The grass is always greener on the other side, or so the saying goes, but soon “the other side” will be reached in April 2015 when milk quota restrictions will be lifted. How will this model change the dairying world? Ireland has two key resources for this new world, quality pasture land and a reputation for quality and excellence of intermediate and finished product that has been built up over the past 5 decades.
Will we have a land of milk and honey or will we have the supplier/buyer relationship that frequently buffets the beef sector? The PLCs and Co-Ops have invested heavily to ensure that they can exploit every possible market opportunity, but the real challenge could lie in managing the supply chain to ensure adequate milk supplies for these future opportunities. Will farms continue as largely family enterprises and support the requirements that the processors will have, or will we see the industrialisation of the farming landscape to keep pace with demand?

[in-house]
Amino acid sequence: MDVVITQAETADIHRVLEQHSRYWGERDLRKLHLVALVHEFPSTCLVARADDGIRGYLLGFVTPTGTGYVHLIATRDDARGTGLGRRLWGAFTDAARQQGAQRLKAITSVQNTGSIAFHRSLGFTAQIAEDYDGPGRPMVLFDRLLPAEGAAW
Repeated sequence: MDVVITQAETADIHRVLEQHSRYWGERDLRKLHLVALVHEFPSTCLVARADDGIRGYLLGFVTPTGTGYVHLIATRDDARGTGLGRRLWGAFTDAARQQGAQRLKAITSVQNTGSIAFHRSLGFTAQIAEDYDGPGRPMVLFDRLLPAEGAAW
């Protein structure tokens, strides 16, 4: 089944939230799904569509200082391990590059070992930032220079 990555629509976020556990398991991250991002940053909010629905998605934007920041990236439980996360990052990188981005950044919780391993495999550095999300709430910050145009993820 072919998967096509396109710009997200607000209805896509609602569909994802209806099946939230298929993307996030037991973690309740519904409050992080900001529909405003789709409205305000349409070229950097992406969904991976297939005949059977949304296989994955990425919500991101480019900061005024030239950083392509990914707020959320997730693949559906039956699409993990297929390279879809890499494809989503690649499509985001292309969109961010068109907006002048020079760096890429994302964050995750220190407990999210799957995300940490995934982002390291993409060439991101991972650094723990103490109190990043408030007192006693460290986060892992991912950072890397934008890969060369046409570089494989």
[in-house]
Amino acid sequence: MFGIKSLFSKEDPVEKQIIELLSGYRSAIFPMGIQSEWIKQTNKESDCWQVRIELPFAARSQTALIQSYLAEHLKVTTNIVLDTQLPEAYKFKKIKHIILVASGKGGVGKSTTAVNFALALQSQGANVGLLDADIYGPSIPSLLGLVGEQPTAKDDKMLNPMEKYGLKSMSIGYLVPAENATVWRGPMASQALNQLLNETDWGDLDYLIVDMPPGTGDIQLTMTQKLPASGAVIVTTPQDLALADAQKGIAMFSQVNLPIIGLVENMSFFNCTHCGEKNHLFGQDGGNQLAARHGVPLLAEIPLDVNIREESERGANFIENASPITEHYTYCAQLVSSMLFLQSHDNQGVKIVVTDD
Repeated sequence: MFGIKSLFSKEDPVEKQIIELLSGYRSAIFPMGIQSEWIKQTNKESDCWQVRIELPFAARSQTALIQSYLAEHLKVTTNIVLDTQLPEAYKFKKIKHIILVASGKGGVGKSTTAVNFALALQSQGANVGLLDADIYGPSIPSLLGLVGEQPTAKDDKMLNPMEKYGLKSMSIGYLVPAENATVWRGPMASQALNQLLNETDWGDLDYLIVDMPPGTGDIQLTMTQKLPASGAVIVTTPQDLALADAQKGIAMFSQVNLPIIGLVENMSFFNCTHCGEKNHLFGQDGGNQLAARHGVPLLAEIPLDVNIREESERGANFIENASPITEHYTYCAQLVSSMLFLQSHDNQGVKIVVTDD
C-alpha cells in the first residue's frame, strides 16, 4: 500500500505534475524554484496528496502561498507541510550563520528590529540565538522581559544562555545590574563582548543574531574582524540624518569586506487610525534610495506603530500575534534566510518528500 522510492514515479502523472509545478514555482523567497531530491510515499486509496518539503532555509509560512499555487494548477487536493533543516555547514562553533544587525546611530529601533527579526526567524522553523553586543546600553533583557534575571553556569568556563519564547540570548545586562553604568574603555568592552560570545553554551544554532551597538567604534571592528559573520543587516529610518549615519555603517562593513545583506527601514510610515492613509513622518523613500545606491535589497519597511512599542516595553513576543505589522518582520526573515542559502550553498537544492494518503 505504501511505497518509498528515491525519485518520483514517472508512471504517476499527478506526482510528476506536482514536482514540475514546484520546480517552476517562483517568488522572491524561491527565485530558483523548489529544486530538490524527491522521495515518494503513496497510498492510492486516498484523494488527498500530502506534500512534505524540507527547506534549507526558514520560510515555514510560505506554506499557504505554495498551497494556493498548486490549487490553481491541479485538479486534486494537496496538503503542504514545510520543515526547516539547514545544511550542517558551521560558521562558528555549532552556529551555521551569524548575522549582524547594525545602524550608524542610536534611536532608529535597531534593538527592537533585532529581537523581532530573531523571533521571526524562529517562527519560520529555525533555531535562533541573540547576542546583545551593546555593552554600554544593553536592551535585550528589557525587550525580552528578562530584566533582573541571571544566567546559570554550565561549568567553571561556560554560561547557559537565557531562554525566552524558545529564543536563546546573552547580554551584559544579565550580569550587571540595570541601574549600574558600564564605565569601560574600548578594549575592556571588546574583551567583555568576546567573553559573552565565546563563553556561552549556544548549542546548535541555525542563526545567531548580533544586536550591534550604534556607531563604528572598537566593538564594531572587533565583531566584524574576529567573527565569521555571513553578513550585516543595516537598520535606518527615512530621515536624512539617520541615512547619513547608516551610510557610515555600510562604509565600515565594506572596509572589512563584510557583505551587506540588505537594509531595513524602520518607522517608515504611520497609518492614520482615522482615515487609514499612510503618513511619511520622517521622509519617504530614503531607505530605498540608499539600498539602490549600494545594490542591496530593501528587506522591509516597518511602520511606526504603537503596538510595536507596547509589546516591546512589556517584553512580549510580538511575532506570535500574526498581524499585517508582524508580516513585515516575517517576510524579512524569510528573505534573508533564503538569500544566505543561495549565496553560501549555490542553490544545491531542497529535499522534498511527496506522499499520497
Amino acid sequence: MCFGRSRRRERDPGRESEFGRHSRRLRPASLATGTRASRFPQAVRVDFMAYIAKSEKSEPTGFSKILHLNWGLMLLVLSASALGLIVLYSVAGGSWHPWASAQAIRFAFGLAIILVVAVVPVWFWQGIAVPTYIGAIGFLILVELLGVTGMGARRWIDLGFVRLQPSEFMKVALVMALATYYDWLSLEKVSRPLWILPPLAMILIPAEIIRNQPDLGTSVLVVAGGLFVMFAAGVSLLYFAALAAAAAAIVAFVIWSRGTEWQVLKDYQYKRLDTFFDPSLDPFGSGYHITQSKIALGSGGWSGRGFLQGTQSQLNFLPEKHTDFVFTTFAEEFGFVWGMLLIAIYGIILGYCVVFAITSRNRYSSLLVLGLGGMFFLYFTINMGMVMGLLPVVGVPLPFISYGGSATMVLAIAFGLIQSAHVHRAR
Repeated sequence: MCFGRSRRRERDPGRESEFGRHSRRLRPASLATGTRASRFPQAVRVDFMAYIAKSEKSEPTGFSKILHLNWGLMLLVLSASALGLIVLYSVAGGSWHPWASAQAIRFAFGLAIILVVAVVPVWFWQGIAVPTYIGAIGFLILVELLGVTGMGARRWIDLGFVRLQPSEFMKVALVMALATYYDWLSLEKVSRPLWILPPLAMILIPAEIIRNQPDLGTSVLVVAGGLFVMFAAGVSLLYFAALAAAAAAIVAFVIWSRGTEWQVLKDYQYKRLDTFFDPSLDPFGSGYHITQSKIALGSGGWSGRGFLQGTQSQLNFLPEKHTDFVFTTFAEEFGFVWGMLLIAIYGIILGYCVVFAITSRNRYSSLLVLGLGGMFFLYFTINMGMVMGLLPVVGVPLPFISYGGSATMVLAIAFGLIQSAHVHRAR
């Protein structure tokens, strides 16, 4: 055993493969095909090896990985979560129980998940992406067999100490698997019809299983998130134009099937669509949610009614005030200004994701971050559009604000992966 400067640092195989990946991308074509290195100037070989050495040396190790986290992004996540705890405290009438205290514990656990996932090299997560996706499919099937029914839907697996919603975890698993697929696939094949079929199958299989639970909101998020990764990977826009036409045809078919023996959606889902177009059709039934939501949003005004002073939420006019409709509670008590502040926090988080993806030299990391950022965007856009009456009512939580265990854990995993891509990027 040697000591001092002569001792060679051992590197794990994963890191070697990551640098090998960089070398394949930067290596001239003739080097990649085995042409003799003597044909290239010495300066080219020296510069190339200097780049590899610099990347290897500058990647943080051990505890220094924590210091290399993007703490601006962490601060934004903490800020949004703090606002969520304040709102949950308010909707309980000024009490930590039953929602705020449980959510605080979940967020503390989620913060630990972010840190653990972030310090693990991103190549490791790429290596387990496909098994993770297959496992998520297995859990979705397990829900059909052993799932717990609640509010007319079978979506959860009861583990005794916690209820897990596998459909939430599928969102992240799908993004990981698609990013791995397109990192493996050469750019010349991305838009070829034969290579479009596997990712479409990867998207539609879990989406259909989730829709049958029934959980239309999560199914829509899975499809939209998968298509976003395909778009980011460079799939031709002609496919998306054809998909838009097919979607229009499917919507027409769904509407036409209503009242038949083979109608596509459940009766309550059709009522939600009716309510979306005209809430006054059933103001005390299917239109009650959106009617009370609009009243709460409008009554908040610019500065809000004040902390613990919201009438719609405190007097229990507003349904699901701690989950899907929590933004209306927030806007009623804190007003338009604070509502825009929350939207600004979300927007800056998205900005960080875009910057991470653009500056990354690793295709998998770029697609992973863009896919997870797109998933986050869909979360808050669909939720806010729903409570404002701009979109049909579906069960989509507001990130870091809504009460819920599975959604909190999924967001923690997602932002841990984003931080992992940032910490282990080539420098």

It will be interesting to see how quickly the processors move to strong supplier development models, because, in our many years in business, this has been such a success factor in the life sciences and electronics sectors. If government and industry sector policies frame the dairy sector as a national cluster, such as we have in medical devices and software, April 2015 could be the start of something special for the Irish economy.